No doubt you’ve seen one go whizzing past as you walk along. Perhaps you’ve tried one out yourself. Before the world was hit by Covid-19, the UK Government was reviewing how to legislate the newcomers to the micro mobility world: e-scooters. Now, in light of the pandemic and the drive to return to work without heavy use of public transport or cars, interest in alternative forms of transport has risen and the Government have brought forward their review.
What are e-scooters?
Updated ‘traditional’ scooters have experienced a resurgence of popularity over the last decade. They have been on the birthday and christmas lists of children across the world, and are a necessity on many school runs! E-scooters are very similar in design; stand up two-wheeled scooters with handlebars. However, they boast a few extra features such as brakes, lights and, most importantly, power. Rechargeable batteries, generally lithium-ion, provide the power. Budget scooters offer around 250 watt-hours (Wh) of charge whilst more expensive models could offer closer to 3000 Wh. Speeds generally range from 10-18mph. Some may be able to achieve higher speeds but for safety they are usually capped between 12.5-15.5mph (15.5mph is the legal speed limit for e-bikes in the UK).
E-scooters have been available for private purchase for quite a while but several factors are prohibitive, namely cost, safety concerns, and confusion over legalities. To buy, they can set you back anything from just over £100 to over £1000.
Back in 2018, e-scooter sharing schemes began to pop up across the globe. Reminiscent of Ofo Bikes and other schemes, these scooters are docklessly accessed and rented by the minute via a smartphone app. The option to rent for a short journey makes them a more viable option.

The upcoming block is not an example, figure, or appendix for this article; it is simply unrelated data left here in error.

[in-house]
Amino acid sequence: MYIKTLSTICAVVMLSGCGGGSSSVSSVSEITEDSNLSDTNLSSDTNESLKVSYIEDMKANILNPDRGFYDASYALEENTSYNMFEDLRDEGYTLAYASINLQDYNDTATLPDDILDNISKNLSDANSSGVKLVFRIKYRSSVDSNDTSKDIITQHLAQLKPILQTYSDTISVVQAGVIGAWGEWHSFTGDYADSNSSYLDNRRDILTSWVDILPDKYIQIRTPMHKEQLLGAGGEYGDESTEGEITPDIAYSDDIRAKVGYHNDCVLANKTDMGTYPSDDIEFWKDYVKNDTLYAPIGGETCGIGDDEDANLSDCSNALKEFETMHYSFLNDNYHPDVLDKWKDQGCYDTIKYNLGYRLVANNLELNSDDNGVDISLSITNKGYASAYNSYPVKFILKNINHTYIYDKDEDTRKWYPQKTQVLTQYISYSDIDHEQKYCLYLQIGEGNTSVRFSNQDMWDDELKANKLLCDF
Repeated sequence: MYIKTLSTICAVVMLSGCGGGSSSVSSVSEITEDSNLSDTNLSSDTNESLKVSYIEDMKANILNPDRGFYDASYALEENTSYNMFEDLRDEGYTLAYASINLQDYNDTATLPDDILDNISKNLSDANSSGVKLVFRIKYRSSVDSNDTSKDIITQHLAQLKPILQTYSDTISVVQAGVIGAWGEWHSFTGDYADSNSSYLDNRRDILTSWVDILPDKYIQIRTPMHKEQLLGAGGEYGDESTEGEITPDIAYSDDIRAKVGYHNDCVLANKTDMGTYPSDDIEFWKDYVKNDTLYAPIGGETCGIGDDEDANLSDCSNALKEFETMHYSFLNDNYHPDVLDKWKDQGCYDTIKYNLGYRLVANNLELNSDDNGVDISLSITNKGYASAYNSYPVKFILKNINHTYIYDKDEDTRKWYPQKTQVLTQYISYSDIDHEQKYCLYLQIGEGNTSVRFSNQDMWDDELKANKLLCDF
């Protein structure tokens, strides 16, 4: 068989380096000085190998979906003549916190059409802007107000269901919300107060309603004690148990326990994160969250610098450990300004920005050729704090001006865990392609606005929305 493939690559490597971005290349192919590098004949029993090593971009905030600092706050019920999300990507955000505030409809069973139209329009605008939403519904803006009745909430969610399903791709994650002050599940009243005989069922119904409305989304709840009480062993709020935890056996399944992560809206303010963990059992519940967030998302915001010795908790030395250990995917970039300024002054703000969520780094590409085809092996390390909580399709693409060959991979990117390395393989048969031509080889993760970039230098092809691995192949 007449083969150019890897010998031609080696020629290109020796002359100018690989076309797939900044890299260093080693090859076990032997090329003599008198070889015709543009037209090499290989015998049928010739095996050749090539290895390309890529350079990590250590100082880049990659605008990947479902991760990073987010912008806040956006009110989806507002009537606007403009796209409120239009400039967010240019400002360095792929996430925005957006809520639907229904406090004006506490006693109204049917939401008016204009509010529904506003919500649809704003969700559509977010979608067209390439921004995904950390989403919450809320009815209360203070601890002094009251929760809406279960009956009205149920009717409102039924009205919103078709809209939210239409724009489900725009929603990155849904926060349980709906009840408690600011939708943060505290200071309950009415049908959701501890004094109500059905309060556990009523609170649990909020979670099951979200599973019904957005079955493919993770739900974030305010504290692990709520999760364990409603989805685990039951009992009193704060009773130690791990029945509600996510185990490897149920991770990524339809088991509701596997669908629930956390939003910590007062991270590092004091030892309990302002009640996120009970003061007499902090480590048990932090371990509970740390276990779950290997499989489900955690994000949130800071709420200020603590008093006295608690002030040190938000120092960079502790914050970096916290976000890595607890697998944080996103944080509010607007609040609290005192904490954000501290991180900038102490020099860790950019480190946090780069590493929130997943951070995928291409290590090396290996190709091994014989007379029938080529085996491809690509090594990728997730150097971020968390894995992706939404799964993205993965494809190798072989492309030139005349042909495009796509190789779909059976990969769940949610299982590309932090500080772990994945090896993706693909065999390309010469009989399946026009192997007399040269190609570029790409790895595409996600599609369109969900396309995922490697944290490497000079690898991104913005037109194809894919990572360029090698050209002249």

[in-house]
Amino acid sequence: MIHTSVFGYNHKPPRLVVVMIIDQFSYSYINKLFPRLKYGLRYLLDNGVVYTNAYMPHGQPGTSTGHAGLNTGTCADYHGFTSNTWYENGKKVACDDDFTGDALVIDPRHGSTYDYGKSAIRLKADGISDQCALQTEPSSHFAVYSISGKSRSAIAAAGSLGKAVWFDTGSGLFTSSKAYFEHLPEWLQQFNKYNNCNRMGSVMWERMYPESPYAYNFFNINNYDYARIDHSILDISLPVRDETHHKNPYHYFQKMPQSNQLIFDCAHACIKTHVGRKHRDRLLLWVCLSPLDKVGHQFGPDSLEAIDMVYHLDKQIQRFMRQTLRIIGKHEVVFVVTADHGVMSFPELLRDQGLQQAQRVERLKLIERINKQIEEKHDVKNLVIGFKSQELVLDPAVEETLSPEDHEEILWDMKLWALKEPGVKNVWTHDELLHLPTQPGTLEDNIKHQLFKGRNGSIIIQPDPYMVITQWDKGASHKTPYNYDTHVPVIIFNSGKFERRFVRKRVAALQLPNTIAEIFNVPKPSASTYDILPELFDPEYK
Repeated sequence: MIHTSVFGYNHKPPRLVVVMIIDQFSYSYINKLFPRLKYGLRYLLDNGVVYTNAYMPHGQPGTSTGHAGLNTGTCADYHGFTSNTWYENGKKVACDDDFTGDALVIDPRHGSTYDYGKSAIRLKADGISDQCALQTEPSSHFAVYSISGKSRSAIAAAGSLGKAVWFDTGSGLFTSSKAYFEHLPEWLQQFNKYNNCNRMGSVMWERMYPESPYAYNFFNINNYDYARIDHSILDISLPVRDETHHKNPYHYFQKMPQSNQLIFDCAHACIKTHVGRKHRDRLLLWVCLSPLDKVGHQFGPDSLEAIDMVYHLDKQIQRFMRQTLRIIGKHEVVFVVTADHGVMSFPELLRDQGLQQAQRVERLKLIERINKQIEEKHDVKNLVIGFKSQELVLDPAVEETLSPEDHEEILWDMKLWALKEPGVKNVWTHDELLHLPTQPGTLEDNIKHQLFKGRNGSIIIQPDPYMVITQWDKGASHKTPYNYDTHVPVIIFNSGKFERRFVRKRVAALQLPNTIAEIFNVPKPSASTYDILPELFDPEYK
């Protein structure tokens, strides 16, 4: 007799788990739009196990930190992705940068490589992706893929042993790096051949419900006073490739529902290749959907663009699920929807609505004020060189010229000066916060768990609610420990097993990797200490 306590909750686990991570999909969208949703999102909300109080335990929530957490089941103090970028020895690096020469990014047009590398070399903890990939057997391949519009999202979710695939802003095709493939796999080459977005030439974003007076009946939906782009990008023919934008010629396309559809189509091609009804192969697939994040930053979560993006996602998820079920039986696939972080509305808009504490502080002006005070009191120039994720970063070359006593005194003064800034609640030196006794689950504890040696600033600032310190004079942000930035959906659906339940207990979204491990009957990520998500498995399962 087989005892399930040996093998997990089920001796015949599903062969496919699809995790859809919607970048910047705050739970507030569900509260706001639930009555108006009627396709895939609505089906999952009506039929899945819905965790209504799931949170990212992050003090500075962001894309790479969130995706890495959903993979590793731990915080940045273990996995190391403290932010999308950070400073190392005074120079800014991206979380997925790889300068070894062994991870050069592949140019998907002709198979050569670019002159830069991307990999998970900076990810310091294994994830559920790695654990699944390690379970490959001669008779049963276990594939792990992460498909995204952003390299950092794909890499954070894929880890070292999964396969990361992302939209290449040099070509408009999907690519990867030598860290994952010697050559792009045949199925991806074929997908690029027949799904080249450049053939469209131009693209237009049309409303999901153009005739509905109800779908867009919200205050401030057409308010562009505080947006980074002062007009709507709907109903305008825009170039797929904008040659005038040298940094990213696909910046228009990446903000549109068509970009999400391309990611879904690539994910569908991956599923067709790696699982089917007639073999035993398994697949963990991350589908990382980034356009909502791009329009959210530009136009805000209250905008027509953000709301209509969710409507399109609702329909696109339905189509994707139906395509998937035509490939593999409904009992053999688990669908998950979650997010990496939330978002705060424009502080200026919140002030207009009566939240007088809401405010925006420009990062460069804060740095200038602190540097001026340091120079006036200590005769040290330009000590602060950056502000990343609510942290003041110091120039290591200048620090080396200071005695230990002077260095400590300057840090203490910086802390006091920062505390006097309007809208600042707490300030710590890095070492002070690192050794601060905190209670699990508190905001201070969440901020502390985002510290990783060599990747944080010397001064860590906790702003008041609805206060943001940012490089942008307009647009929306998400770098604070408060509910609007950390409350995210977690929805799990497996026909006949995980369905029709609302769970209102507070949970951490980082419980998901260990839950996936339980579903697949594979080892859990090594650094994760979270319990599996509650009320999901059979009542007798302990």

How safe are they currently?
Part of the micro mobility industry, e-scooters are a relative newcomer. As such, figures are harder to come by. It’s fair to say that as their popularity has risen, so too have accident rates. However, a study on micro mobility safety by the Internal Transport Forum (ITF) found that e-scooters do not pose a higher risk to life than bicycles.
Used on pavements, e-scooters can pose a danger to pedestrians, wheelchair users and people who are visually impaired. When used on roads without infrastructure (such as cycle lanes) there is a general feeling that riders may not be safe. Even when not in use, the scooters can be troublesome; as most sharing schemes are dockless, the scooters can be discarded anywhere, creating a hazard.
And the legalities?
Unsurprisingly, it varies from place to place. In the UK, technically they are illegal, but in May 2020 the Government announced that planned e-scooter trials will be brought forward with the aim of encouraging people to use green alternatives to public transport, especially in light of Covid-19. The trials will be held across the country and will aid the assessment of how the scooters impact public space and the general benefits. Currently, we treat e-scooters as Personal Light Electric Vehicles (PLEVs). Despite this, in general they don’t have visible red rear lights, number plates or the ability to signal. To allow the trials to take place, the government is evaluating this and the long term plan is to regulate them in a similar way to e-bikes.
As mentioned, the Government is keen to encourage greener options which eases the strain on public transport. E-scooters could well be a solution. During the trial and until regulations are amended, the only e-scooters that can be legally used anywhere other than private land will be the ones provided for the trials. Across the country, e-scooter companies will work with local authorities to provide rental scooters. Unlocked using an app and paid for by the minute using the same app, riders can use them on the road and cycle lanes/tracks for short journeys. Users must hold a full or provisional driving licence and be over 16. Once the trials are complete and data evaluated, the hope is these scooters will be here to stay, in a regulated fashion.
IoT and micro mobility
E-scooters will be very useful for data collection using the rider’s smartphone and in-built sensors which transmit data to the companies that own them. Details such as journey length, speed obtained, where the scooter is located, which docks require restocking. This information will also aid planning in modern cities providing helpful insights for efficient city design. E-scooter users will benefit from the data through easy access to location information on docks, charging times, security and sharing solutions.
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